There are seven virtues associated with Bushido. They are listed here:
• Gi: rectitude
• Yu: courage
• Jin: benevolence
• Rei: respect
• Makato (or Shin): honesty
• Meiyo: honor and glory
• Chugi: loyalty

The relationship a warrior has with his opponent is also steeped in the virtues of the Bushido. Combat was not the place for “playing dirty,” to use a more modern term. Combat with an opponent was a place to show of feats of strength and fighting prowess, not to talk down to an opponent or use cheap tricks. Fighting was dignified, because the warriors believed in the dignity of what they were fighting for. There were unspoken rules of combat that both warriors abided by. Again, honor was of the highest concern.

The way a samurai warrior held his sword was also symbolic and indicative of status and intention. Samurai warriors typically carried two swords: a long and a short sword, although the short one was more of a dagger, or dirk. Higher-ranking warriors wore their swords horizontally, while lower-ranking men wore theirs almost vertically, closer to the body. Other rituals concerning the sword included surrendering the sword upon entry to someone’s home or estate. A servant would collect the swords and keep track of them in a closet near the entryway. The superior person, when handing over his sword, would use one hand and the inferior person receiving the sword would typically use both hands, another sign of respect.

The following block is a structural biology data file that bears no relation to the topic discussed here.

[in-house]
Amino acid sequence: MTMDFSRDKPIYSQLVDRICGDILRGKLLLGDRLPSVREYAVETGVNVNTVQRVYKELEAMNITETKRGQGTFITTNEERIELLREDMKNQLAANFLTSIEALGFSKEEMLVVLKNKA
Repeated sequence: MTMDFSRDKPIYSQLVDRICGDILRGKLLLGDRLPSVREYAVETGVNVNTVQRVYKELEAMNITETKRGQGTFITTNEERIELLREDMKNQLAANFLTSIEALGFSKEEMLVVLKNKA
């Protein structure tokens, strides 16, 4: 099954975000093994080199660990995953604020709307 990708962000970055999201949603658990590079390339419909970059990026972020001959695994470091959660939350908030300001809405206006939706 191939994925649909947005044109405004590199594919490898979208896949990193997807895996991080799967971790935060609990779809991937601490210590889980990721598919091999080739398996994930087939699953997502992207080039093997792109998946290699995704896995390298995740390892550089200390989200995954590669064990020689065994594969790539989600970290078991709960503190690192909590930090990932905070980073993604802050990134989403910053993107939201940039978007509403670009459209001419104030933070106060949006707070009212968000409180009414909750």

Samurai were an extremely tough and proud group of men. In fact, samurai were so proud that ritual samurai suicide was a common occurrence. This was known as “seppuku” and could occur for a few reasons, one being that a samurai would rather take his own life (and die with honor, in his mind) than die at the hands of an enemy. A disgraced samurai could also be driven to suicide (known as obligatory seppuku) if he brought shame onto his tribe, lost a battle or performed other egregious acts. The sense of honor in the samurai world was perhaps their most important attribute. They would rather die at their own hand than bring shame or dishonor to their tribe. As you can see, a samurai was not someone to be messed with.

Many of the samurai fighting rituals were derived from religions like Shinto, Confucianism, Buddhism or Zen. For instance, meditation was derived from the Zen religion as a way to calm the mind of a samurai. Samurai culture also had rituals concerning naming rights, karma, fashion, hairstyles and food, especially tea.

Displaying Your Samurai Sword

As you can see, the samurai history is rich and filled with ideas that are not prevalent to life today. However, we can still appreciate and marvel at the artifacts from this time. Samurai swords are perhaps the most famous symbol of samurai life, and as such, they are highly valued collector’s items today.

You can imagine that, although samurai are not active anymore, the sense of honor that once encompassed this elite fighting class carries over to today. Everything, from the way samurai swords are maintained to the way they are displayed, should be done with the sense of reverence for the people who made up the samurai class.